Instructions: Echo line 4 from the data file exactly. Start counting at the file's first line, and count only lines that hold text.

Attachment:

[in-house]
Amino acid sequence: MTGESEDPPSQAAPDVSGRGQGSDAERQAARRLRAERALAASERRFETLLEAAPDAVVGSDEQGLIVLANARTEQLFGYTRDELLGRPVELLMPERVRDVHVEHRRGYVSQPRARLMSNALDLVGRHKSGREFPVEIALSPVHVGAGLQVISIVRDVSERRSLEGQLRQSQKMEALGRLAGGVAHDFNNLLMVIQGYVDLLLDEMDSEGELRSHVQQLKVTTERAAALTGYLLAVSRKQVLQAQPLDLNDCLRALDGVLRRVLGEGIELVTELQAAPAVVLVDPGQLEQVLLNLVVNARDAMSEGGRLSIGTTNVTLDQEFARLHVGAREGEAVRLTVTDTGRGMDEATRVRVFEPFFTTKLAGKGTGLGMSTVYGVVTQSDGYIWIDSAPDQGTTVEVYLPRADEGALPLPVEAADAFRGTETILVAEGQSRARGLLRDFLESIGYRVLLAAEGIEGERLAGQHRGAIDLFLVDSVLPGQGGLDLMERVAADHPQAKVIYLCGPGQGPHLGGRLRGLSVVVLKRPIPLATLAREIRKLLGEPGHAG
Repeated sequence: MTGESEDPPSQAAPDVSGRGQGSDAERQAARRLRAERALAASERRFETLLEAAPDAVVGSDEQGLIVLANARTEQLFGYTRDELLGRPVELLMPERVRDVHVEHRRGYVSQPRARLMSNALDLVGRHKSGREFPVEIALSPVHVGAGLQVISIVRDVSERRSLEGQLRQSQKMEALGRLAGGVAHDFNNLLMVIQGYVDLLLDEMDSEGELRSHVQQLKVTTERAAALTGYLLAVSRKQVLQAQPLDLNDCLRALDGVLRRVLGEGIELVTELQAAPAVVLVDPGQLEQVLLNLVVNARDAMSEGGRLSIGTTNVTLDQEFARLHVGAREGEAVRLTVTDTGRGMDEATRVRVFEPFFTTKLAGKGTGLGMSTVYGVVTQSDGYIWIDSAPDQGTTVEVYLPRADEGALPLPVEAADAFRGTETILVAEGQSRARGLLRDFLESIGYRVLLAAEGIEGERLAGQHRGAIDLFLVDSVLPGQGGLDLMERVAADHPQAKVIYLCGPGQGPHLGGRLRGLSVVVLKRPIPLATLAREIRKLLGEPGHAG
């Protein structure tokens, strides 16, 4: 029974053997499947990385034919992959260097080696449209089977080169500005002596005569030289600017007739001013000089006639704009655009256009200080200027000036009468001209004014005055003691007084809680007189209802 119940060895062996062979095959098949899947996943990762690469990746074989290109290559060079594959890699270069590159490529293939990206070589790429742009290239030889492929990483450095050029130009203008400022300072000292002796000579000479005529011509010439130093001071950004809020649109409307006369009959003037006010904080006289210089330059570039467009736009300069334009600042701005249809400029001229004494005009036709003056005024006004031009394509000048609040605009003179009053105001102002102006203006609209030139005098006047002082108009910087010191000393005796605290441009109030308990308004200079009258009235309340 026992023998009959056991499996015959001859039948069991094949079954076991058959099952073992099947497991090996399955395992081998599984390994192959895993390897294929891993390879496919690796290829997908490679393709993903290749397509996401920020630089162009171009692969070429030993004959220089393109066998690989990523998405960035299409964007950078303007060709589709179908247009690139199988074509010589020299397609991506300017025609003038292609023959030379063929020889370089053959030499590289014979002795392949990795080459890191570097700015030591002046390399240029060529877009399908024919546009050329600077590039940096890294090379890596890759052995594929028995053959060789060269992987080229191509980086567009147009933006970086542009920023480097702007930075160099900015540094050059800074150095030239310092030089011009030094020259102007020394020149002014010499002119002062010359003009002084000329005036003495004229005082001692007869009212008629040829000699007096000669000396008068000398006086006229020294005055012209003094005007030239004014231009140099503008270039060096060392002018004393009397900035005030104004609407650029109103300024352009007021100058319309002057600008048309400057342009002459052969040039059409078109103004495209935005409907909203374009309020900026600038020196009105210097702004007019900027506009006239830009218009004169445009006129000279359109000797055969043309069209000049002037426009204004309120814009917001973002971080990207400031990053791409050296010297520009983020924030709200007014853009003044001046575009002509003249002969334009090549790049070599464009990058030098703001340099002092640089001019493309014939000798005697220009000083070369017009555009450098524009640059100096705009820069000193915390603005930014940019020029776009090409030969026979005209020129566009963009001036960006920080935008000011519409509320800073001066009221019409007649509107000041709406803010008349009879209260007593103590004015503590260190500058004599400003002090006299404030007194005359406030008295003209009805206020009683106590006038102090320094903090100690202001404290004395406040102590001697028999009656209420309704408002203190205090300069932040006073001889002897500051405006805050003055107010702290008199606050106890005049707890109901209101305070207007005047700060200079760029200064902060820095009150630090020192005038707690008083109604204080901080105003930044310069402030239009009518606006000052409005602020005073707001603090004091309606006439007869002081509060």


């Protein structure tokens, strides 16, 4: 029974053997499947990385034919992959260097080696449209089977080169500005002596005569030289600017007739001013000089006639704009655009256009200080200027000036009468001209004014005055003691007084809680007189209802 119940060895062996062979095959098949899947996943990762690469990746074989290109290559060079594959890699270069590159490529293939990206070589790429742009290239030889492929990483450095050029130009203008400022300072000292002796000579000479005529011509010439130093001071950004809020649109409307006369009959003037006010904080006289210089330059570039467009736009300069334009600042701005249809400029001229004494005009036709003056005024006004031009394509000048609040605009003179009053105001102002102006203006609209030139005098006047002082108009910087010191000393005796605290441009109030308990308004200079009258009235309340 026992023998009959056991499996015959001859039948069991094949079954076991058959099952073992099947497991090996399955395992081998599984390994192959895993390897294929891993390879496919690796290829997908490679393709993903290749397509996401920020630089162009171009692969070429030993004959220089393109066998690989990523998405960035299409964007950078303007060709589709179908247009690139199988074509010589020299397609991506300017025609003038292609023959030379063929020889370089053959030499590289014979002795392949990795080459890191570097700015030591002046390399240029060529877009399908024919546009050329600077590039940096890294090379890596890759052995594929028995053959060789060269992987080229191509980086567009147009933006970086542009920023480097702007930075160099900015540094050059800074150095030239310092030089011009030094020259102007020394020149002014010499002119002062010359003009002084000329005036003495004229005082001692007869009212008629040829000699007096000669000396008068000398006086006229020294005055012209003094005007030239004014231009140099503008270039060096060392002018004393009397900035005030104004609407650029109103300024352009007021100058319309002057600008048309400057342009002459052969040039059409078109103004495209935005409907909203374009309020900026600038020196009105210097702004007019900027506009006239830009218009004169445009006129000279359109000797055969043309069209000049002037426009204004309120814009917001973002971080990207400031990053791409050296010297520009983020924030709200007014853009003044001046575009002509003249002969334009090549790049070599464009990058030098703001340099002092640089001019493309014939000798005697220009000083070369017009555009450098524009640059100096705009820069000193915390603005930014940019020029776009090409030969026979005209020129566009963009001036960006920080935008000011519409509320800073001066009221019409007649509107000041709406803010008349009879209260007593103590004015503590260190500058004599400003002090006299404030007194005359406030008295003209009805206020009683106590006038102090320094903090100690202001404290004395406040102590001697028999009656209420309704408002203190205090300069932040006073001889002897500051405006805050003055107010702290008199606050106890005049707890109901209101305070207007005047700060200079760029200064902060820095009150630090020192005038707690008083109604204080901080105003930044310069402030239009009518606006000052409005602020005073707001603090004091309606006439007869002081509060």